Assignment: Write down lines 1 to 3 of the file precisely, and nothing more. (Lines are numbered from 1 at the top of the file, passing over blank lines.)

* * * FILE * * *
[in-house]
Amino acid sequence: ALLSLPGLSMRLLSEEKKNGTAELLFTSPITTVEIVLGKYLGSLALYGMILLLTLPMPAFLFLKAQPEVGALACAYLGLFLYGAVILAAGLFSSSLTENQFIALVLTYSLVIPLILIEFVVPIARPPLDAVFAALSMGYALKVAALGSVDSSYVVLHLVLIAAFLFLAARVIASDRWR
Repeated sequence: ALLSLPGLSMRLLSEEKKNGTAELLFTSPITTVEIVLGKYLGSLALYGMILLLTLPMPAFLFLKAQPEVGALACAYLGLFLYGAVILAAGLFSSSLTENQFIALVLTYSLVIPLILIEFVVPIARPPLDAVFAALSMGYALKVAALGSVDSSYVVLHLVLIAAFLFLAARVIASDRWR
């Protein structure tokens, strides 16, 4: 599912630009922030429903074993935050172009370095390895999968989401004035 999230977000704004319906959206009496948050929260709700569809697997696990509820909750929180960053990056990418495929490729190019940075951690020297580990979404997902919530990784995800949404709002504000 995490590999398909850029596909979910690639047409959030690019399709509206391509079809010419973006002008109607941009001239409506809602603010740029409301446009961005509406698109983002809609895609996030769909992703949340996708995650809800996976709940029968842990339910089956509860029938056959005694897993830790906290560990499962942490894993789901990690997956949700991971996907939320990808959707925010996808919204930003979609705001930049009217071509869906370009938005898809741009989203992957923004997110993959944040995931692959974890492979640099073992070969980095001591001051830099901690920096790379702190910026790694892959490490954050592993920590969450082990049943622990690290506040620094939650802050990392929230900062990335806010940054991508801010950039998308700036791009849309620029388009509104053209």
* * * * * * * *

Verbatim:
[in-house]
Amino acid sequence: ALLSLPGLSMRLLSEEKKNGTAELLFTSPITTVEIVLGKYLGSLALYGMILLLTLPMPAFLFLKAQPEVGALACAYLGLFLYGAVILAAGLFSSSLTENQFIALVLTYSLVIPLILIEFVVPIARPPLDAVFAALSMGYALKVAALGSVDSSYVVLHLVLIAAFLFLAARVIASDRWR
Repeated sequence: ALLSLPGLSMRLLSEEKKNGTAELLFTSPITTVEIVLGKYLGSLALYGMILLLTLPMPAFLFLKAQPEVGALACAYLGLFLYGAVILAAGLFSSSLTENQFIALVLTYSLVIPLILIEFVVPIARPPLDAVFAALSMGYALKVAALGSVDSSYVVLHLVLIAAFLFLAARVIASDRWR